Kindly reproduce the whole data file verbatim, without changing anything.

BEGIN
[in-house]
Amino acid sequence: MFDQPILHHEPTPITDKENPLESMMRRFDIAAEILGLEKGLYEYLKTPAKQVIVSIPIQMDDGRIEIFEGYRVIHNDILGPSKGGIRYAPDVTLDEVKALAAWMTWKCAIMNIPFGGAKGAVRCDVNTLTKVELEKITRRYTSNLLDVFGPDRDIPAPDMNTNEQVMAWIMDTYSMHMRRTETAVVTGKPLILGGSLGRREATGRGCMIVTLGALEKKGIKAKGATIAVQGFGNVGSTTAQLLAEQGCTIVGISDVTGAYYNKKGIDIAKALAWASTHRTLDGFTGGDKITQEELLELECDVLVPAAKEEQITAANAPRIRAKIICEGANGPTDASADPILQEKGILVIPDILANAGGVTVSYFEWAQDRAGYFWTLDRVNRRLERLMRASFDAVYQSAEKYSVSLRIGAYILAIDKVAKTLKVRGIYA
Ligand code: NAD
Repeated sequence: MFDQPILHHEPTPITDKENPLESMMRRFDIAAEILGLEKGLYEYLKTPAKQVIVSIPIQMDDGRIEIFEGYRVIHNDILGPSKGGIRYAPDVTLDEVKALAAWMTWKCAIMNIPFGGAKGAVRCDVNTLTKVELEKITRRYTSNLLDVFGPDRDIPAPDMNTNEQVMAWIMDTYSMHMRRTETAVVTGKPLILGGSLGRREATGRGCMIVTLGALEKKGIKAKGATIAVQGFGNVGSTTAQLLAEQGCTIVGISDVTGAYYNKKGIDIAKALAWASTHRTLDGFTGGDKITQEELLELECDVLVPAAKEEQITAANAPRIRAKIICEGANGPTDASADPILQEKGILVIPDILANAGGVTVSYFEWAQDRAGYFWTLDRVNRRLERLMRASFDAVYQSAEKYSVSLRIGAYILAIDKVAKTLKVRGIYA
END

[in-house]
Amino acid sequence: MFDQPILHHEPTPITDKENPLESMMRRFDIAAEILGLEKGLYEYLKTPAKQVIVSIPIQMDDGRIEIFEGYRVIHNDILGPSKGGIRYAPDVTLDEVKALAAWMTWKCAIMNIPFGGAKGAVRCDVNTLTKVELEKITRRYTSNLLDVFGPDRDIPAPDMNTNEQVMAWIMDTYSMHMRRTETAVVTGKPLILGGSLGRREATGRGCMIVTLGALEKKGIKAKGATIAVQGFGNVGSTTAQLLAEQGCTIVGISDVTGAYYNKKGIDIAKALAWASTHRTLDGFTGGDKITQEELLELECDVLVPAAKEEQITAANAPRIRAKIICEGANGPTDASADPILQEKGILVIPDILANAGGVTVSYFEWAQDRAGYFWTLDRVNRRLERLMRASFDAVYQSAEKYSVSLRIGAYILAIDKVAKTLKVRGIYA
Ligand code: NAD
Repeated sequence: MFDQPILHHEPTPITDKENPLESMMRRFDIAAEILGLEKGLYEYLKTPAKQVIVSIPIQMDDGRIEIFEGYRVIHNDILGPSKGGIRYAPDVTLDEVKALAAWMTWKCAIMNIPFGGAKGAVRCDVNTLTKVELEKITRRYTSNLLDVFGPDRDIPAPDMNTNEQVMAWIMDTYSMHMRRTETAVVTGKPLILGGSLGRREATGRGCMIVTLGALEKKGIKAKGATIAVQGFGNVGSTTAQLLAEQGCTIVGISDVTGAYYNKKGIDIAKALAWASTHRTLDGFTGGDKITQEELLELECDVLVPAAKEEQITAANAPRIRAKIICEGANGPTDASADPILQEKGILVIPDILANAGGVTVSYFEWAQDRAGYFWTLDRVNRRLERLMRASFDAVYQSAEKYSVSLRIGAYILAIDKVAKTLKVRGIYA